Anyone buying the economy is recovering
if so why?
It is. The numbers tell us it is. However, I have my doubts long term. If you do not create jobs for people there will be an issue.
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Old 09-08-2009, 12:02 PM   #10
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It is. The numbers tell us it is. However, I have my doubts long term. If you do not create jobs for people there will be an issue.
Indeed, I think that will be the main factor as to whether we "double dip" into another recession or maintain a course to recovery. The economy can outpace jobs for a while -- maybe a few months -- but eventually if the jobs don't return, the fuel for economic growth peters out and we double-dip.

If we start seeing a rise in temporary and contract hiring, that's usually the first signs of a recovering jobs market in a recovering economy. Only once the recovery seems to be "sticking" do many businesses start hiring "permanent" W-2 employees again.
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"Hey, for every ten dollars, that's another hour that I have to be in the work place. That's an hour of my life. And my life is a very finite thing. I have only 'x' number of hours left before I'm dead. So how do I want to use these hours of my life? Do I want to use them just spending it on more crap and more stuff, or do I want to start getting a handle on it and using my life more intelligently?" -- Joe Dominguez (1938 - 1997)

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Old 09-08-2009, 01:09 PM   #11
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It's a self-fulfilling prophecy type thing, so if Brian Williams says we're in a recovery, we are.
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Old 09-10-2009, 05:55 PM   #12
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Originally Posted by ziggy29 View Post
One of the reasons unemployment tends to lag the economy is that many employers want to play it safe and be firmly convinced that the recovery has "staying power" before they start hiring again. They don't want to hire for an immediate need that could turn out to be short-term if the economy goes south again. Hiring and firing aren't cheap.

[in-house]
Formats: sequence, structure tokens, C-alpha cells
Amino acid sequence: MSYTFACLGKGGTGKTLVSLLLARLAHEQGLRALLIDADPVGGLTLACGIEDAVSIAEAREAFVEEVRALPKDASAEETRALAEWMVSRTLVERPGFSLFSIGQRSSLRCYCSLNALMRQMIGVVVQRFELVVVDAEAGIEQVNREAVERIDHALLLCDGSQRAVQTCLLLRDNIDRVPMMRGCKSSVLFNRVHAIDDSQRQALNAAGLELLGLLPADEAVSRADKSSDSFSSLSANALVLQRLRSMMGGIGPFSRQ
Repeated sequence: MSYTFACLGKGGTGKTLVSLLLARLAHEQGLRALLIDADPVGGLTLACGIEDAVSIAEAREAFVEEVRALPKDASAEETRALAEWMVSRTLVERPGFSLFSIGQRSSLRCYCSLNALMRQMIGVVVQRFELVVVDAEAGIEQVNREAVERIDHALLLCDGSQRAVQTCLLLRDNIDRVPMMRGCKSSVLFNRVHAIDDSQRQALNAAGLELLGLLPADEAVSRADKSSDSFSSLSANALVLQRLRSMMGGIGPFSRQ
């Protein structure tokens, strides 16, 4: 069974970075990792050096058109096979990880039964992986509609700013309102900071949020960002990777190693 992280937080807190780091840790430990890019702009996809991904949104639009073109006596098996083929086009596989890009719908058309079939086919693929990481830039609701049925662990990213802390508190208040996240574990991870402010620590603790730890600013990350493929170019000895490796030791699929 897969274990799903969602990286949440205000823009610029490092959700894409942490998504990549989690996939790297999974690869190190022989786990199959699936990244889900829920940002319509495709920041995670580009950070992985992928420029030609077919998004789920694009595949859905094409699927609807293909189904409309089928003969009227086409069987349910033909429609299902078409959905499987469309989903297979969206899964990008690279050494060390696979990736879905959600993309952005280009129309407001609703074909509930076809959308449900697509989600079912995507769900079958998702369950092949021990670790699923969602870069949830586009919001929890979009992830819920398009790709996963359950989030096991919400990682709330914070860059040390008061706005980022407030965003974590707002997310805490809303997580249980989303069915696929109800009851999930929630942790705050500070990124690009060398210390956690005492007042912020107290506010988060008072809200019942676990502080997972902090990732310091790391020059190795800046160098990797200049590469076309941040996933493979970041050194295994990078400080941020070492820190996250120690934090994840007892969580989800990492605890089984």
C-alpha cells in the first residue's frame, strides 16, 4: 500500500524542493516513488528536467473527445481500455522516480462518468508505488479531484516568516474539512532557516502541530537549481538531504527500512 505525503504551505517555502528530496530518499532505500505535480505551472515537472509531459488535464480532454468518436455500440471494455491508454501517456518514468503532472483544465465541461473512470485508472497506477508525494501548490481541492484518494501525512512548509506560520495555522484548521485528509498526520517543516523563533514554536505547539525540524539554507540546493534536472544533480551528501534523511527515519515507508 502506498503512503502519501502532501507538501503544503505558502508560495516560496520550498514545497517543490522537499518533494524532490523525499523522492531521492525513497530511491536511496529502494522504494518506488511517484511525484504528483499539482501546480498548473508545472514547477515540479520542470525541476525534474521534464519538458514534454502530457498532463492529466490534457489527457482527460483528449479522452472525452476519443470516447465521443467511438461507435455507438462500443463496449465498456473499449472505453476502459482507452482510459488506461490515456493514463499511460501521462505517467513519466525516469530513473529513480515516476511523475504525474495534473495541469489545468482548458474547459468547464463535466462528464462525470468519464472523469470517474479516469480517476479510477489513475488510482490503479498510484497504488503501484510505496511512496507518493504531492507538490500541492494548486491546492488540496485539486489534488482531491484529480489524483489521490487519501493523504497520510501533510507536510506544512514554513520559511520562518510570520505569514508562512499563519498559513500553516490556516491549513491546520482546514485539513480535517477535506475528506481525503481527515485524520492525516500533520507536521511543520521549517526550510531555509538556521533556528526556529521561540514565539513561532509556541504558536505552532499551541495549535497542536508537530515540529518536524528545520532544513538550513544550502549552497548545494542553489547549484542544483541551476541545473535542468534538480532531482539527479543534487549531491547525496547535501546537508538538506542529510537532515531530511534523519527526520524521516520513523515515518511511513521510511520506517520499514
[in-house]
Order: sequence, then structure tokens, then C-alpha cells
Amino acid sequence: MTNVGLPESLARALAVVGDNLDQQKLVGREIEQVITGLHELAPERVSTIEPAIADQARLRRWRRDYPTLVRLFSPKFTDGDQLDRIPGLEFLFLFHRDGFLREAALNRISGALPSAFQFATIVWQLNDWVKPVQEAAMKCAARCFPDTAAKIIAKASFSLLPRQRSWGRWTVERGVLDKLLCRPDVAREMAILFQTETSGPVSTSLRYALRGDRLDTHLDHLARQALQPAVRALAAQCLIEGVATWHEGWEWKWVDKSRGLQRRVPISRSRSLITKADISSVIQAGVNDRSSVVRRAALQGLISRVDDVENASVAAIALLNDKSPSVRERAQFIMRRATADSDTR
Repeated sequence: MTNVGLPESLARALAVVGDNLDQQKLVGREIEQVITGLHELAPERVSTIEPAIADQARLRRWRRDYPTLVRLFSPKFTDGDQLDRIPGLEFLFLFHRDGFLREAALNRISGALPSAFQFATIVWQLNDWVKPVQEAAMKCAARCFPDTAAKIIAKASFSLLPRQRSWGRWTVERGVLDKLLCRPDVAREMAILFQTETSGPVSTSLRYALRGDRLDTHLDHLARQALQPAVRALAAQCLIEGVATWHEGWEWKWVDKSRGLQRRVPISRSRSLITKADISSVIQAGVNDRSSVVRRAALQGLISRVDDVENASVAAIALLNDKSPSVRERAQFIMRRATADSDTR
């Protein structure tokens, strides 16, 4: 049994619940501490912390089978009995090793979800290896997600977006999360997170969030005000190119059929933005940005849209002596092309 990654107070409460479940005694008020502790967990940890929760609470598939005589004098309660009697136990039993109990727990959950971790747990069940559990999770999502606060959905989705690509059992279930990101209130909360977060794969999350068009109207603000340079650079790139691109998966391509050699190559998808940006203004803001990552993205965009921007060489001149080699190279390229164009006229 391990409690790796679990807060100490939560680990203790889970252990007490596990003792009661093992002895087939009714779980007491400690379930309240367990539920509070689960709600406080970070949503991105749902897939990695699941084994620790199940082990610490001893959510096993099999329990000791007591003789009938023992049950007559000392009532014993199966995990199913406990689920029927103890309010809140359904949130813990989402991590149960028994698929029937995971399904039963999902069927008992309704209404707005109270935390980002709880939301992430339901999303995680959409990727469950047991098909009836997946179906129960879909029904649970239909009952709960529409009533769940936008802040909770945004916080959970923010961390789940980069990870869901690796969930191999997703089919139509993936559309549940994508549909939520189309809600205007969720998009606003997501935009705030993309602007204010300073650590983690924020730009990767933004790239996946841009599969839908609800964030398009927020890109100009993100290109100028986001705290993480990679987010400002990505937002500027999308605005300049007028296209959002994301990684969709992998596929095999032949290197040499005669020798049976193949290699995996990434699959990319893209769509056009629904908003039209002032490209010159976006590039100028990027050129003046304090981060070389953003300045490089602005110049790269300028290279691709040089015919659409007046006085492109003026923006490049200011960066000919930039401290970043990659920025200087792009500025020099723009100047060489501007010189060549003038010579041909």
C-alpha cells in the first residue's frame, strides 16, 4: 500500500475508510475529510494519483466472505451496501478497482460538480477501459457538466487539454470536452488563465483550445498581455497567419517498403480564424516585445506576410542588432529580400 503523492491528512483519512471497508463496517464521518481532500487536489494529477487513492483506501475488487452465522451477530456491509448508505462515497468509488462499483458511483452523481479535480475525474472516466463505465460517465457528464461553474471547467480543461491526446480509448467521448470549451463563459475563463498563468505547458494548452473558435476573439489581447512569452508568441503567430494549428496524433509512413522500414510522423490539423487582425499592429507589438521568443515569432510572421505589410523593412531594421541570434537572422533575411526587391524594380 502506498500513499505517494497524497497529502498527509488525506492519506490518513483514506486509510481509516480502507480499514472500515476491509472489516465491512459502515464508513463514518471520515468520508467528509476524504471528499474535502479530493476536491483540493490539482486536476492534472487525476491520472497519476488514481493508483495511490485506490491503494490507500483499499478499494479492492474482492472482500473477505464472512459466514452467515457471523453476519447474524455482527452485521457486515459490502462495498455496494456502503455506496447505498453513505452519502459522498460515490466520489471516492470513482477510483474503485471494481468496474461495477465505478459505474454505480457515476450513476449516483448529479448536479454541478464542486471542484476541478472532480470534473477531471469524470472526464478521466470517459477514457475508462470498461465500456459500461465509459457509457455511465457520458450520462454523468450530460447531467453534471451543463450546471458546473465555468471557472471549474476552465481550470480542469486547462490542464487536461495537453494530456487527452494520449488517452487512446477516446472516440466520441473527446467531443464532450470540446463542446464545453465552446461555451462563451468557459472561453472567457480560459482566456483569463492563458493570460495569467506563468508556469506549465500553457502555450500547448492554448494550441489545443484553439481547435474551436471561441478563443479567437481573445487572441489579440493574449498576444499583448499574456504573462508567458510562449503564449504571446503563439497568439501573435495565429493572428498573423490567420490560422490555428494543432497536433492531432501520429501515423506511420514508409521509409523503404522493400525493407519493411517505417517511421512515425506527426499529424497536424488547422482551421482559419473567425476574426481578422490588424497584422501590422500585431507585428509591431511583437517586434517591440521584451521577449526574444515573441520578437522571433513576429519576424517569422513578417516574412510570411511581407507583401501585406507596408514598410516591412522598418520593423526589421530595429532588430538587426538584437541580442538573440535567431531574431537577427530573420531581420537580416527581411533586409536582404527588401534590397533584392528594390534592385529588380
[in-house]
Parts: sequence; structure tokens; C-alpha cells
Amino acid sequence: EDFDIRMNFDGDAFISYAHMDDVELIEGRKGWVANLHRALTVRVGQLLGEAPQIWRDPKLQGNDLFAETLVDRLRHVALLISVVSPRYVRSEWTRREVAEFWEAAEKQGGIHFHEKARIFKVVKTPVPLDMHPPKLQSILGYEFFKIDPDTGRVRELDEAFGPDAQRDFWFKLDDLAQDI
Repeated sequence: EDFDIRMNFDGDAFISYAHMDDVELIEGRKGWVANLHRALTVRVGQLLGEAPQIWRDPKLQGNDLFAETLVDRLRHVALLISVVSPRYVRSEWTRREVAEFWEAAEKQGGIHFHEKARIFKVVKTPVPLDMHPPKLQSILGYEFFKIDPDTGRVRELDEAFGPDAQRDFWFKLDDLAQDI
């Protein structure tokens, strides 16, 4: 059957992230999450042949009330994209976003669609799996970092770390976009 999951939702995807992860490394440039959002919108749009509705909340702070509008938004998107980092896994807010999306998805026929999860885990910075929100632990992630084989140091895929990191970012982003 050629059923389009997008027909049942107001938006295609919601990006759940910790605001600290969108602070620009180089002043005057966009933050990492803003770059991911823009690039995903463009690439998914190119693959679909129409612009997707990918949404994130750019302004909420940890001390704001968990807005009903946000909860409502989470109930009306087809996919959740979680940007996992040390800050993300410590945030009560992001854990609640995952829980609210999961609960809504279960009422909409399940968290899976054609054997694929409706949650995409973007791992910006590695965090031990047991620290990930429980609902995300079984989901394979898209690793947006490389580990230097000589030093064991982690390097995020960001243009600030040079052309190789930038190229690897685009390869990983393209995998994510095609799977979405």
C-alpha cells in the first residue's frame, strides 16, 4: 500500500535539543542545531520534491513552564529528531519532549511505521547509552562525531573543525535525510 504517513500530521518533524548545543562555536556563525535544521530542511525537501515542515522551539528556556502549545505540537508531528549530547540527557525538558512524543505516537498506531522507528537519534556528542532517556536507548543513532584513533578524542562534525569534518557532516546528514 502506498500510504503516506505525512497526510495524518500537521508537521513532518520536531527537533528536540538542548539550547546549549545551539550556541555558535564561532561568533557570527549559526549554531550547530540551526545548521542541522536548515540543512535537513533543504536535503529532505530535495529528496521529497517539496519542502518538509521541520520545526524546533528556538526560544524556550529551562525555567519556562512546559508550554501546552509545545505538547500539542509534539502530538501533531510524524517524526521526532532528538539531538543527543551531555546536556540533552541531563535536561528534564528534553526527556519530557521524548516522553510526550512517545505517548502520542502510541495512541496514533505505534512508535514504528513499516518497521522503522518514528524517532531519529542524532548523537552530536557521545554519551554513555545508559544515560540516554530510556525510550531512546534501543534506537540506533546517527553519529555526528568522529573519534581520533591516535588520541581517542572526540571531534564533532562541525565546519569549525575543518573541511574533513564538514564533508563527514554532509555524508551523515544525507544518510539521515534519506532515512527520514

I agree - employers will also not begin hiring until their current workforce is unable to meet demand for their products/services. And right now employers are in the drivers seat and can demand (and get) more production from their workers. So the recovery should be able to continue for several months before unemployment begins to drop significantly.
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Old 09-10-2009, 06:05 PM   #13
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Although my crystal ball is notoriously unreliable when it comes to predictions, if you look at what has already happened it seems that the recovery may be underway.

(1) The market is recovering. The Dow is no longer in the 6000's and headed lower. Instead, the Dow seems pretty firmly set in the 9000's for now. Yes, that's up almost 50% compared with recent market lows.

(2) Housing sales are apparently picking up in many regions.

(3) Car sales are apparently recovering a little, too.

Unemployment does not seem to be recovering yet, unfortunately, but eventually I think it has to if the recession ends.

Yes, this is a good question. What do you think, Florida?
I think that the money being printed is creating an artifical rise in stocks.
Housing if it is up ( i do not see it) may also tied to a tax credit by the government.
And cars because a $4500 gift was included.
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Old 09-10-2009, 08:10 PM   #14
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i just peeked at my investments and they sure are up from where they were just a few months ago. The houses in this area are selling well and have pretty much held there value. In fact I am beginning to see more building going on. I definitely buy that we are in recovery.
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Old 09-10-2009, 09:41 PM   #15
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i just peeked at my investments and they sure are up from where they were just a few months ago. The houses in this area are selling well and have pretty much held there value. In fact I am beginning to see more building going on. I definitely buy that we are in recovery.